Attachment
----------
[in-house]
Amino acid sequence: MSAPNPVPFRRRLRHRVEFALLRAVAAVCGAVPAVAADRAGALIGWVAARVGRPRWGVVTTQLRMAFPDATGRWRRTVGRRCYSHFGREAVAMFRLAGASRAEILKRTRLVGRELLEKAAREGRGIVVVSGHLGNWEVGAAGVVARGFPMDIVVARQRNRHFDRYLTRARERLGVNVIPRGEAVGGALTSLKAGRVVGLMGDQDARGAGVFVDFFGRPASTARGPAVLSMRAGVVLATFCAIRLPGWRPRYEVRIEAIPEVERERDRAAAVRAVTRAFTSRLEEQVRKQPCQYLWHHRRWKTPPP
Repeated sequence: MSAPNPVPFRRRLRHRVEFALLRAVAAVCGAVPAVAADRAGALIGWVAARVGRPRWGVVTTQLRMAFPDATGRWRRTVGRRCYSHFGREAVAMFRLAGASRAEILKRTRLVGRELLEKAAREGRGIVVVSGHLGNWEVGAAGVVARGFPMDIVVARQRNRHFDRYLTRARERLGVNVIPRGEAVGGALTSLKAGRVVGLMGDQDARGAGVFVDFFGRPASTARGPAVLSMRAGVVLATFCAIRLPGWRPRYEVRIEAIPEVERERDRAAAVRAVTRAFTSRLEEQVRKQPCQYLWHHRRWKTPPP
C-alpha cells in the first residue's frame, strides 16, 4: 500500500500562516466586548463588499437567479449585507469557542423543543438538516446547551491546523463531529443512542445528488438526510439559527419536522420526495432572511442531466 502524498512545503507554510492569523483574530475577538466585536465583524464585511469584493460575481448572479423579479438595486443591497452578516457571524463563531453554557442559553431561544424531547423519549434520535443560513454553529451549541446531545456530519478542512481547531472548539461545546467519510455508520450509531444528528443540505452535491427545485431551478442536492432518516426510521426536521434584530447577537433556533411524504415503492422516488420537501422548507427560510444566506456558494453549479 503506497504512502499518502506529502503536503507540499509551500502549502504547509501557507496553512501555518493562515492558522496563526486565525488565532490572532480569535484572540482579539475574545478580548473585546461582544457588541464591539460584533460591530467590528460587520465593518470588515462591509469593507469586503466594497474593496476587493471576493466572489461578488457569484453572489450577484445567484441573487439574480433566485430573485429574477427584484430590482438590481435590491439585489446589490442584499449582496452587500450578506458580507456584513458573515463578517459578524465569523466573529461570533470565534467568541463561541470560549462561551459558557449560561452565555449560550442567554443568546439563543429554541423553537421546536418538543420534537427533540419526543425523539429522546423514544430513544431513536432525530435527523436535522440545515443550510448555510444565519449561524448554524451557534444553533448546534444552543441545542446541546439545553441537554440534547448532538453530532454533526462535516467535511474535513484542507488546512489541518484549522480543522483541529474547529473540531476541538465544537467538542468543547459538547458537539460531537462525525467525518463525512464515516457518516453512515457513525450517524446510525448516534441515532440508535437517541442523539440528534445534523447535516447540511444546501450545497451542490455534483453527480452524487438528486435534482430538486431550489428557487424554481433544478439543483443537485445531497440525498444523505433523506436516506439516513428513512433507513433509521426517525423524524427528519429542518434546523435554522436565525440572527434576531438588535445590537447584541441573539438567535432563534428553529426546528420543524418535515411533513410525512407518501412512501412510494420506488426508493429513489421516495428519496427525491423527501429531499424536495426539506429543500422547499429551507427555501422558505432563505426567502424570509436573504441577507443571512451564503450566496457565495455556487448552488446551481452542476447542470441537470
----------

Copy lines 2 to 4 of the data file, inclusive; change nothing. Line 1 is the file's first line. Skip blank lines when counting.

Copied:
Amino acid sequence: MSAPNPVPFRRRLRHRVEFALLRAVAAVCGAVPAVAADRAGALIGWVAARVGRPRWGVVTTQLRMAFPDATGRWRRTVGRRCYSHFGREAVAMFRLAGASRAEILKRTRLVGRELLEKAAREGRGIVVVSGHLGNWEVGAAGVVARGFPMDIVVARQRNRHFDRYLTRARERLGVNVIPRGEAVGGALTSLKAGRVVGLMGDQDARGAGVFVDFFGRPASTARGPAVLSMRAGVVLATFCAIRLPGWRPRYEVRIEAIPEVERERDRAAAVRAVTRAFTSRLEEQVRKQPCQYLWHHRRWKTPPP
Repeated sequence: MSAPNPVPFRRRLRHRVEFALLRAVAAVCGAVPAVAADRAGALIGWVAARVGRPRWGVVTTQLRMAFPDATGRWRRTVGRRCYSHFGREAVAMFRLAGASRAEILKRTRLVGRELLEKAAREGRGIVVVSGHLGNWEVGAAGVVARGFPMDIVVARQRNRHFDRYLTRARERLGVNVIPRGEAVGGALTSLKAGRVVGLMGDQDARGAGVFVDFFGRPASTARGPAVLSMRAGVVLATFCAIRLPGWRPRYEVRIEAIPEVERERDRAAAVRAVTRAFTSRLEEQVRKQPCQYLWHHRRWKTPPP
C-alpha cells in the first residue's frame, strides 16, 4: 500500500500562516466586548463588499437567479449585507469557542423543543438538516446547551491546523463531529443512542445528488438526510439559527419536522420526495432572511442531466 502524498512545503507554510492569523483574530475577538466585536465583524464585511469584493460575481448572479423579479438595486443591497452578516457571524463563531453554557442559553431561544424531547423519549434520535443560513454553529451549541446531545456530519478542512481547531472548539461545546467519510455508520450509531444528528443540505452535491427545485431551478442536492432518516426510521426536521434584530447577537433556533411524504415503492422516488420537501422548507427560510444566506456558494453549479 503506497504512502499518502506529502503536503507540499509551500502549502504547509501557507496553512501555518493562515492558522496563526486565525488565532490572532480569535484572540482579539475574545478580548473585546461582544457588541464591539460584533460591530467590528460587520465593518470588515462591509469593507469586503466594497474593496476587493471576493466572489461578488457569484453572489450577484445567484441573487439574480433566485430573485429574477427584484430590482438590481435590491439585489446589490442584499449582496452587500450578506458580507456584513458573515463578517459578524465569523466573529461570533470565534467568541463561541470560549462561551459558557449560561452565555449560550442567554443568546439563543429554541423553537421546536418538543420534537427533540419526543425523539429522546423514544430513544431513536432525530435527523436535522440545515443550510448555510444565519449561524448554524451557534444553533448546534444552543441545542446541546439545553441537554440534547448532538453530532454533526462535516467535511474535513484542507488546512489541518484549522480543522483541529474547529473540531476541538465544537467538542468543547459538547458537539460531537462525525467525518463525512464515516457518516453512515457513525450517524446510525448516534441515532440508535437517541442523539440528534445534523447535516447540511444546501450545497451542490455534483453527480452524487438528486435534482430538486431550489428557487424554481433544478439543483443537485445531497440525498444523505433523506436516506439516513428513512433507513433509521426517525423524524427528519429542518434546523435554522436565525440572527434576531438588535445590537447584541441573539438567535432563534428553529426546528420543524418535515411533513410525512407518501412512501412510494420506488426508493429513489421516495428519496427525491423527501429531499424536495426539506429543500422547499429551507427555501422558505432563505426567502424570509436573504441577507443571512451564503450566496457565495455556487448552488446551481452542476447542470441537470